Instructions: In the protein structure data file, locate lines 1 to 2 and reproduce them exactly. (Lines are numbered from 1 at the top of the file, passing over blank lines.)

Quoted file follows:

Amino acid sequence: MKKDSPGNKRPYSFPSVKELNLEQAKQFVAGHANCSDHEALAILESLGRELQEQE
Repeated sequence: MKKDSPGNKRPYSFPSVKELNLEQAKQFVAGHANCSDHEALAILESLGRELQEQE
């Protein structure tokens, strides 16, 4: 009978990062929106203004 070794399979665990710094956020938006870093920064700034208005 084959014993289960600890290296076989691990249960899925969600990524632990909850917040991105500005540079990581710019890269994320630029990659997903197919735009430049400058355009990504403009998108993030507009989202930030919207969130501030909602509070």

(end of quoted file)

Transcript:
Amino acid sequence: MKKDSPGNKRPYSFPSVKELNLEQAKQFVAGHANCSDHEALAILESLGRELQEQE
Repeated sequence: MKKDSPGNKRPYSFPSVKELNLEQAKQFVAGHANCSDHEALAILESLGRELQEQE